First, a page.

Keep Your Dog’s Tooth Alive Through Vital Pulp Therapy

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Keep Your Dog’s Tooth Alive Through Vital Pulp Therapy

What is Vital Pulp Therapy?

Vital pulp therapy (VPT) is a treatment that aims to preserve and maintain tooth structure as an alternative to extraction or root canal therapy. Through the use of sterile instruments, vital pulp therapy removes a small amount of pulpal tissue, followed by placement of a pulp dressing, cement and restoration. VPT allows the tooth to remain alive and mature as an alternative to extraction. This procedure is commonly referred to as pulp cap placement. 

Figure 1. Mandibular canine tooth treated with vital pulp therapy

When is A Pulp Cap Placement Necessary? 

In veterinary dentistry, the most common uses of vital pulp therapy include acute trauma of teeth with pulp exposure, teeth with near pulp exposure, and select malocclusions. Tooth trauma is unfortunately common in companion dogs and is often the result of inappropriate chew toys or aggressive chewing behavior.

In many cases, a broken tooth has pulp exposure. If the trauma is recent (less than a 24-hour duration), vital pulp therapy may be elected to allow the tooth to remain alive. This is particularly important in young patients that may have immature teeth.

Near exposure occurs when the pulp is not actively exposed. There is still a very thin layer of dentin covering the pulp, however, the tooth is very susceptible to irreversible pulpitis.

Vital pulp therapy is additionally used as an orthodontic procedure in cases of linguoverted (tipped towards the inside of the mouth) mandibular canines. If the lower canines contact the hard palate, this is painful and may cause oronasal fistula formation.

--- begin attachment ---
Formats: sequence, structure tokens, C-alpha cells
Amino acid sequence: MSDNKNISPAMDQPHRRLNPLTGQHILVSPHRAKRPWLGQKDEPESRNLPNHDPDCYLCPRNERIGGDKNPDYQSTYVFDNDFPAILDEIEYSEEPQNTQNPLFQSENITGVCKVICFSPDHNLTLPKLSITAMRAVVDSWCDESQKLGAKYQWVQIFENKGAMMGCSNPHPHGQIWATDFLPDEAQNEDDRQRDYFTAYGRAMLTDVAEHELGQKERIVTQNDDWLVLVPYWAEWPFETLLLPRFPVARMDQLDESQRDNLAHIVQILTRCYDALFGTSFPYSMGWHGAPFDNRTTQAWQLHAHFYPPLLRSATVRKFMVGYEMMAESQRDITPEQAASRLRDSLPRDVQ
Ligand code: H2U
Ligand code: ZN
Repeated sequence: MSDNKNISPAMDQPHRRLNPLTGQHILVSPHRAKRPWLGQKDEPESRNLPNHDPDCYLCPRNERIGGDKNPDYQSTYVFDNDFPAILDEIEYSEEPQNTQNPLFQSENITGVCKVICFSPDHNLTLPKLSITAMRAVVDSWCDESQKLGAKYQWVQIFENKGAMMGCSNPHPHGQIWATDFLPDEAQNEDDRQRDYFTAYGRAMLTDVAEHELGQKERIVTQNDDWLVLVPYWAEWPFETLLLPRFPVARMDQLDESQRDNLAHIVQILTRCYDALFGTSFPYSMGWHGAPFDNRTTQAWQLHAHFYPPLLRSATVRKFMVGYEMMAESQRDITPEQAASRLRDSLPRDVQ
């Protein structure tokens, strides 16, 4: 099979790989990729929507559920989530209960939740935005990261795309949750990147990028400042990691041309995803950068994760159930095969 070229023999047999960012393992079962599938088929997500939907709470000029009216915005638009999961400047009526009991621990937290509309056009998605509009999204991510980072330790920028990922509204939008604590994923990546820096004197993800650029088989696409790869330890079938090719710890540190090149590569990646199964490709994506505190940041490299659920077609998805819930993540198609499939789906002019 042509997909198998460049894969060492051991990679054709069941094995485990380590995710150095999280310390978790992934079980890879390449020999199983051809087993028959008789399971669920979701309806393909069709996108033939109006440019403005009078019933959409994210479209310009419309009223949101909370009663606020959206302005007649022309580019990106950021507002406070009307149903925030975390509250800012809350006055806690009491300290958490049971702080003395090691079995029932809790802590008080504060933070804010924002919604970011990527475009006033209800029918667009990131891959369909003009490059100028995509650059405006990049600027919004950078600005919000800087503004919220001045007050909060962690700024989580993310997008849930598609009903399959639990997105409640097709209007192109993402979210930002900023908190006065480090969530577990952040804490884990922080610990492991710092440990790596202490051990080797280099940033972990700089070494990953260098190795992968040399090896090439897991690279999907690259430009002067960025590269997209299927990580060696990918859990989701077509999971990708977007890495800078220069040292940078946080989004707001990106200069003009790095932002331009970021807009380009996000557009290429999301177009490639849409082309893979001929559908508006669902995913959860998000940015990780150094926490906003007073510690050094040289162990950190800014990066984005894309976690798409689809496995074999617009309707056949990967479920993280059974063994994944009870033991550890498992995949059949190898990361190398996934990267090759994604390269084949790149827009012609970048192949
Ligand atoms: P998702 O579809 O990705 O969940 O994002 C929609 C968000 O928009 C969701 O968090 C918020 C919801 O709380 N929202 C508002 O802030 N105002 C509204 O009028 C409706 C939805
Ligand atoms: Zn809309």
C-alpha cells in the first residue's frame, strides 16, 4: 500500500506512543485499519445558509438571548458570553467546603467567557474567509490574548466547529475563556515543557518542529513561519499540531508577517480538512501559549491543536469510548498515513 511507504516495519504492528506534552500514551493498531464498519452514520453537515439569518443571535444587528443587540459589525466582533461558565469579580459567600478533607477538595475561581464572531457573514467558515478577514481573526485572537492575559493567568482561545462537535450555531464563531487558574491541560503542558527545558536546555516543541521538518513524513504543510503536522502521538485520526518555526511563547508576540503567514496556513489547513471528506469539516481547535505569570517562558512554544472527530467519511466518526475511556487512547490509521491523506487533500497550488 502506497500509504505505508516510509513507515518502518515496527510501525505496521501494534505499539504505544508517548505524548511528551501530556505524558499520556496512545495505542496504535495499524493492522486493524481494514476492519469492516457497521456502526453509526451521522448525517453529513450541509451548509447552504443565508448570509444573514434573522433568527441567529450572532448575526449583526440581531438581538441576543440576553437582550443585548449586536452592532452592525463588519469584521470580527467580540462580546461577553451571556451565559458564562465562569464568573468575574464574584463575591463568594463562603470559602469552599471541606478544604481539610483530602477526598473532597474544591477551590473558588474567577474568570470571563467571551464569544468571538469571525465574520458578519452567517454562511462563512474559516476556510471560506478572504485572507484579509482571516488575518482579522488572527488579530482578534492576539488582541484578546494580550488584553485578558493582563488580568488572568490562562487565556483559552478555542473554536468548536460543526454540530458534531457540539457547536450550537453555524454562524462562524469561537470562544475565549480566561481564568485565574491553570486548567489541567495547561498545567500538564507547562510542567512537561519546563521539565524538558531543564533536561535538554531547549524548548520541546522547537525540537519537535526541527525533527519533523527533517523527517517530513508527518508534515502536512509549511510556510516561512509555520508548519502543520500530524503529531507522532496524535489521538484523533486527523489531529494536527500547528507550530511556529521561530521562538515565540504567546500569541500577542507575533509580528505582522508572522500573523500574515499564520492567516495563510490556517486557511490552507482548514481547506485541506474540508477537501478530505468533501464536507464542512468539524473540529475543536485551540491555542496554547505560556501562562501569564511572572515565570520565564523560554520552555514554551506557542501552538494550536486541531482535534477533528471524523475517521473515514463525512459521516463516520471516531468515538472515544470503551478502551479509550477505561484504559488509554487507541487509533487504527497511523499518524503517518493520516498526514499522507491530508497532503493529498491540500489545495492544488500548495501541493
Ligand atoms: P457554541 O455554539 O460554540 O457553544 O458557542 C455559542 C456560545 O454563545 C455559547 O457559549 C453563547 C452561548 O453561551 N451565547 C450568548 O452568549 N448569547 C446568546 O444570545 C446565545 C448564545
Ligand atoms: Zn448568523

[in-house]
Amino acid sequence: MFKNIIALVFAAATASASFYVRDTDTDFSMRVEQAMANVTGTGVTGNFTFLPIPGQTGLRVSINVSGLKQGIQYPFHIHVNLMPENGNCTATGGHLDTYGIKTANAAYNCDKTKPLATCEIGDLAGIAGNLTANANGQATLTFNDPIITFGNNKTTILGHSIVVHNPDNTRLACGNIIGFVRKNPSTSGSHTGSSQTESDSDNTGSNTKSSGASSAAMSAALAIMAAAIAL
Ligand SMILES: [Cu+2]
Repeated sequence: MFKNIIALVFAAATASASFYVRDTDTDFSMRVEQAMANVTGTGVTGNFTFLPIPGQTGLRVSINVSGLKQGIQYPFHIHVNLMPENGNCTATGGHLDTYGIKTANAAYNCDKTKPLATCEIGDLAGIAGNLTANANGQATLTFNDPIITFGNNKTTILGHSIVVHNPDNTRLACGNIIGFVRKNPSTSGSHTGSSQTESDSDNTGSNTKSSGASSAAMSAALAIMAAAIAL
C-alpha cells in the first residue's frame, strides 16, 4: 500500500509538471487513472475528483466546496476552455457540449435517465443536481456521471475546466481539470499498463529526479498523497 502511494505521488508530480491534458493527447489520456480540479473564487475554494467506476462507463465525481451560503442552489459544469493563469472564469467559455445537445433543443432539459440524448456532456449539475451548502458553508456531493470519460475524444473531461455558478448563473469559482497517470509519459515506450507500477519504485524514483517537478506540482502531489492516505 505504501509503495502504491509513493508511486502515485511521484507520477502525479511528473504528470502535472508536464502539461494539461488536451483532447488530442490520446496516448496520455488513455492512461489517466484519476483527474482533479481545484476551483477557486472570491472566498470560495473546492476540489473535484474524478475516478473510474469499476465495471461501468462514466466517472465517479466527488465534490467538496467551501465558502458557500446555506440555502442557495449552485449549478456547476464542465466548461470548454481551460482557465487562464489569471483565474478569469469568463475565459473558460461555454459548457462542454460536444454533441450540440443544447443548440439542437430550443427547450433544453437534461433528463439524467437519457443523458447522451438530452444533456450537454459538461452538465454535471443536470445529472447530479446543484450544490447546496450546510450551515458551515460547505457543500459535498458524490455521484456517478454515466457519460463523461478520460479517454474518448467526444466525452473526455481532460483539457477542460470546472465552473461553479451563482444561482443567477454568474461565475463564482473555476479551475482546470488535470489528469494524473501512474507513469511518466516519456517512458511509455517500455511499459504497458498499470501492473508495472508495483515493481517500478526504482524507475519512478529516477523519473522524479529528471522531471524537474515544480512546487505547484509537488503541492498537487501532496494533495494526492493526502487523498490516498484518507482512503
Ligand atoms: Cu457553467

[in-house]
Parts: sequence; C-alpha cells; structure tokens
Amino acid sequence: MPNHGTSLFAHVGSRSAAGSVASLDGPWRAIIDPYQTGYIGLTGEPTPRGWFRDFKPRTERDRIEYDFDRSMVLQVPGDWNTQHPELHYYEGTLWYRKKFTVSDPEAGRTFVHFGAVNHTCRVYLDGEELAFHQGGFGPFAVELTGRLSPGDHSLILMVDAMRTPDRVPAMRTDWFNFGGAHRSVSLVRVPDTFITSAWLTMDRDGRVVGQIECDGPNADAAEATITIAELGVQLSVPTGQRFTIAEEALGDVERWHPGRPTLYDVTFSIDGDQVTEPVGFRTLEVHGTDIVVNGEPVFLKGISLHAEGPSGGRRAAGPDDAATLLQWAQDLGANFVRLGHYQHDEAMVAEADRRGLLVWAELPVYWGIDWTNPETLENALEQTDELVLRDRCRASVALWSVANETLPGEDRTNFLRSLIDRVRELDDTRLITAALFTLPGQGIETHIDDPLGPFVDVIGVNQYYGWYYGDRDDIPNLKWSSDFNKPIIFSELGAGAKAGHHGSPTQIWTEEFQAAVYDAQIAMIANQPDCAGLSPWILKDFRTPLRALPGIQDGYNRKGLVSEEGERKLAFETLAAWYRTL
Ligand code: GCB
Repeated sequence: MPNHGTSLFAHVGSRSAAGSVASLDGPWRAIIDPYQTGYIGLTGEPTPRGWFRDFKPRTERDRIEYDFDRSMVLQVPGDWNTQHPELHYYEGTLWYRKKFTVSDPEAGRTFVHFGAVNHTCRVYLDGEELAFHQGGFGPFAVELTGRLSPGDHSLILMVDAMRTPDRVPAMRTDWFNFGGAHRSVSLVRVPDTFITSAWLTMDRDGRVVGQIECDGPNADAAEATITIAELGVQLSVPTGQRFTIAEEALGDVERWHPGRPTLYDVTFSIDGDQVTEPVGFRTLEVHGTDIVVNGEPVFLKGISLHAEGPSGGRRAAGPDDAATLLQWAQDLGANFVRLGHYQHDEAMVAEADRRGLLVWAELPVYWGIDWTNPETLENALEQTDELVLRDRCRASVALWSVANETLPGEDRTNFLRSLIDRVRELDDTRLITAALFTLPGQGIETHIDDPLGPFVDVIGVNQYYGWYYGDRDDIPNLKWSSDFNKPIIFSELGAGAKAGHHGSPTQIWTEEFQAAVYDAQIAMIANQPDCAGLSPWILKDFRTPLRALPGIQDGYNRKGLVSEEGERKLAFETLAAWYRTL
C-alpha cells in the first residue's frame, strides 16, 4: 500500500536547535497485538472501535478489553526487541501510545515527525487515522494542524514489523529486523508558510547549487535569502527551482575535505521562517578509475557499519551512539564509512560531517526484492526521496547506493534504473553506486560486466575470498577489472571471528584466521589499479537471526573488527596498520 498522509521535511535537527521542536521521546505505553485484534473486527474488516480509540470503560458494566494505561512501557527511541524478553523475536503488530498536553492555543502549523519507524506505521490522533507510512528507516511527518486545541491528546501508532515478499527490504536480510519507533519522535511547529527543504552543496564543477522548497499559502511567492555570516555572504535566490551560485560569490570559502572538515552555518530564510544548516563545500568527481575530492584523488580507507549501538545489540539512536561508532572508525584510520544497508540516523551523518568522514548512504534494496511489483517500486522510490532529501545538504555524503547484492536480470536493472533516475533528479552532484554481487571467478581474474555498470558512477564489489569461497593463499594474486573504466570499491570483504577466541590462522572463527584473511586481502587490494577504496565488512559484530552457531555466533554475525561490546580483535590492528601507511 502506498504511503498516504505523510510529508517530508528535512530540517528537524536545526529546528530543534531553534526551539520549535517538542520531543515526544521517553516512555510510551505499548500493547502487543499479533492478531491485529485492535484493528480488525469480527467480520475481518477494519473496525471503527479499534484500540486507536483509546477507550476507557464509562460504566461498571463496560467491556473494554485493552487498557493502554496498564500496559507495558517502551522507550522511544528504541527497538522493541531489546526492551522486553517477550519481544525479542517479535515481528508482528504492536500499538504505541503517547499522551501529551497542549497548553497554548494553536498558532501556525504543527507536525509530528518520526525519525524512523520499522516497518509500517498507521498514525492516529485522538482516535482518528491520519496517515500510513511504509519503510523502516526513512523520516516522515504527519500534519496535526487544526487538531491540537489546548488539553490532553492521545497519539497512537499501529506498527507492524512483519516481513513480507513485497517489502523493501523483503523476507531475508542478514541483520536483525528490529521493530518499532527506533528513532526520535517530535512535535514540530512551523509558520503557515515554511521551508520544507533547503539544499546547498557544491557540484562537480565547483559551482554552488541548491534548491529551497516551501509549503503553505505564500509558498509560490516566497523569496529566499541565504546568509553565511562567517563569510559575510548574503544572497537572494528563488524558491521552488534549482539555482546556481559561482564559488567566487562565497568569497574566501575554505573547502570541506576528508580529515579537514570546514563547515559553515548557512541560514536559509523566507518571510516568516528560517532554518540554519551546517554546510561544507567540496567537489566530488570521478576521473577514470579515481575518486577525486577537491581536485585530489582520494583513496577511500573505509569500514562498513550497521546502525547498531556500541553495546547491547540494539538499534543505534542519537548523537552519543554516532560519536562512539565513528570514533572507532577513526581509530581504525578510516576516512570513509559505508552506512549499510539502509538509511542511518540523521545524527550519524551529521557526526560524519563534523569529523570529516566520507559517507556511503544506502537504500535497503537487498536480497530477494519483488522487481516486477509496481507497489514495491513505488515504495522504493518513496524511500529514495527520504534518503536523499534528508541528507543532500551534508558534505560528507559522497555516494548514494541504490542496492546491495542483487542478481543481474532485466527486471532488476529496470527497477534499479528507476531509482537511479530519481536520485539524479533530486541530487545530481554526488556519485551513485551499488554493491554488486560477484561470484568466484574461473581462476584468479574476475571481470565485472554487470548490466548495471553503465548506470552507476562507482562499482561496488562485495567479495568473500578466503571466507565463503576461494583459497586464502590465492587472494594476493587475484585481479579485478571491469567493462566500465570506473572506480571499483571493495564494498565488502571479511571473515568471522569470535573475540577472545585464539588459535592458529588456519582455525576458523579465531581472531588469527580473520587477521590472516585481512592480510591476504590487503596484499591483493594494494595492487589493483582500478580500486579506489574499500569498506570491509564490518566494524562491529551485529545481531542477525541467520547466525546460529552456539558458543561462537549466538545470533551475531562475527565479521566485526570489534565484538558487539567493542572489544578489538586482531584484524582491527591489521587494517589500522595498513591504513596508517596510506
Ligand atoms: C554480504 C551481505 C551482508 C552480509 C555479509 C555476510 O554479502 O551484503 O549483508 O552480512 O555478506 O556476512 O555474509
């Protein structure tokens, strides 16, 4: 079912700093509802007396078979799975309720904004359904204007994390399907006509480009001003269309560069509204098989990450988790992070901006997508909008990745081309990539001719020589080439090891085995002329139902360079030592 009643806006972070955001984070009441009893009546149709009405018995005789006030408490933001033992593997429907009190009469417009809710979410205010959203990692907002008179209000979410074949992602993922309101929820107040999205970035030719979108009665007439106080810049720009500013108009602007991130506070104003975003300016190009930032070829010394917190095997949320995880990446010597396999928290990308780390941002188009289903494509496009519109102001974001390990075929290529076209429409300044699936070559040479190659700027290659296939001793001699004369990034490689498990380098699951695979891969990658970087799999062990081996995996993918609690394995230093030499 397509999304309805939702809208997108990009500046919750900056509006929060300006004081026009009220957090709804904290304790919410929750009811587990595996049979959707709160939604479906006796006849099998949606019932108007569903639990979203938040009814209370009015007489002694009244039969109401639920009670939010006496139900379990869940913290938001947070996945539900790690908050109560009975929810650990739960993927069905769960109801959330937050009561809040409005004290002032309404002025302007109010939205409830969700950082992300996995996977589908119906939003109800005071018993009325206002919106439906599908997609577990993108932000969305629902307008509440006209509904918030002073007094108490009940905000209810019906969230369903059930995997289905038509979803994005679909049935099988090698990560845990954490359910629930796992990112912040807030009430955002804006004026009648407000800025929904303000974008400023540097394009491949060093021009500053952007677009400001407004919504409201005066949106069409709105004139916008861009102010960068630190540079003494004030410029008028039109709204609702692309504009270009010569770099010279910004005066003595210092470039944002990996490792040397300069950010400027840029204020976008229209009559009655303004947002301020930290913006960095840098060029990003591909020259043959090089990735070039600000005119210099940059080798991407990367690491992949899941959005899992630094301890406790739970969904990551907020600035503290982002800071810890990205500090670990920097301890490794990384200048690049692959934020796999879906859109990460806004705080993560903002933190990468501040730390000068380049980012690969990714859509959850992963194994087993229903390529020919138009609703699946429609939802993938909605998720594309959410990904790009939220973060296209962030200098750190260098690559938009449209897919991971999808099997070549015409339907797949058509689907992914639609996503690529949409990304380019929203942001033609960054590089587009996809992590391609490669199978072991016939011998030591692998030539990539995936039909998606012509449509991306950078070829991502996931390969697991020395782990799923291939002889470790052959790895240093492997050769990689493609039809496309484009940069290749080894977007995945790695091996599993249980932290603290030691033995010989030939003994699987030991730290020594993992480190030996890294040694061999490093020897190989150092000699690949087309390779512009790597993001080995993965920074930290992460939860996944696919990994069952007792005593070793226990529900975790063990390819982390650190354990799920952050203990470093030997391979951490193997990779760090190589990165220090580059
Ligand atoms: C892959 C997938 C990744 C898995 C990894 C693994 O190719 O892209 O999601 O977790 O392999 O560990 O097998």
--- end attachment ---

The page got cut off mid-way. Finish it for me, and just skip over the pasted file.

Oronasal fistulas are abnormal communications between the oral cavity and nasal passages that lead to chronic upper respiratory infections. By performing crown reduction and vital pulp therapy on the mandibular canines, a pain-free occlusion is attained without losing these functionally important teeth through extraction. Treatment of the pulp is necessary to protect the exposed pulpal tissue and to ensure the tooth remains vital (alive). 


Figure 2. Linguoverted (tipped inward) mandibular canine tooth                            Figure 3. Palatal trauma from painful occlusion

What To Expect After Pulp Capping

Patients who receive vital pulp therapy should have a follow-up, anesthetized exam in 6 months to ensure the procedure remains successful. Vital pulp therapy is successful in most cases with a greater than 90% success rate. It is an excellent option for preserving tooth structure and, more importantly, function.

Board Certified Veterinary Dentist in Colorado Springs

At Animal Dental Care and Oral Surgery, we believe every dog and cat is entitled to a pain-free and functional bite. Vital pulp therapy is one of the many ways we can help our patients attain this. If your furry companion is in need of a dental procedure or an annual cleaning (COHAT), give us a call today! 



Photo by Tommy Lucena Villar on Unsplash (8/28/2020)